The World Trade Organization (WTO) is set to get its first leader from an African nation on Monday.
Senior Nigerian economist Ngozi Okonjo-Iweala, also the first woman to assume the post, is the only remaining candidate for the troubled organization in Geneva.
Her appointment as director-general at a meeting of envoys from the 164 WTO member countries is considered a mere formality.
The previous U.S. administration of President Donald Trump had blocked the appointment process by opposing Okonjo-Iweala.
Trump’s successor Joe Biden last week threw his weight behind the woman who previously served as Nigerian finance and foreign minister, and as the managing director of the World Bank.
Okonjo-Iweala prevailed over several other candidates in the months-long WTO leadership race, including South Korean Trade Minister Yoo Myung Hee, her main rival.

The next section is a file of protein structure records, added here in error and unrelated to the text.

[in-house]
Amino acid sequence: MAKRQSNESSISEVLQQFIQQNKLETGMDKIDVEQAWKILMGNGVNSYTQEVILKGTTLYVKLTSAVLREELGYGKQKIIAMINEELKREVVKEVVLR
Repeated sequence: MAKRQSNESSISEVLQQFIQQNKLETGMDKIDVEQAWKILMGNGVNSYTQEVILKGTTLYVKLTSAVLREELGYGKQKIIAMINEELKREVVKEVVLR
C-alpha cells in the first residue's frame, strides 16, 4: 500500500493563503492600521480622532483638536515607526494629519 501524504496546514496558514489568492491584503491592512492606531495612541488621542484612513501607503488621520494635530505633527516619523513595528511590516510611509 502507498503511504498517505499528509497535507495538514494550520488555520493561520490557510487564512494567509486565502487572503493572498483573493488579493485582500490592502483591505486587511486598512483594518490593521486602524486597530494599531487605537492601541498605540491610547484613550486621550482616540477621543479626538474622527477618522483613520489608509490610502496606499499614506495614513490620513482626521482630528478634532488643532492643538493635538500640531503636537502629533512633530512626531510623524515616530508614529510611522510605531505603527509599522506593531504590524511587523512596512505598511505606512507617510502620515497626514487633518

Okonjo-Iweala is set to succeed the Brazilian Roberto Azevedo, who left the WTO before the end of his term in August.
He has joined U.S. beverage giant Pepsico as an executive.
The leadership change comes as the WTO is in its deepest crisis since it was founded in 1995.
The WTO is no longer able to settle trade disputes between countries as the United States has blocked the appointment of appeals judges.
The Trump administration sought reforms of the WTO, without clearly spelling out its demands.
In addition, free trade talks have been stalled for years, and the WTO now also faces a global economic crisis.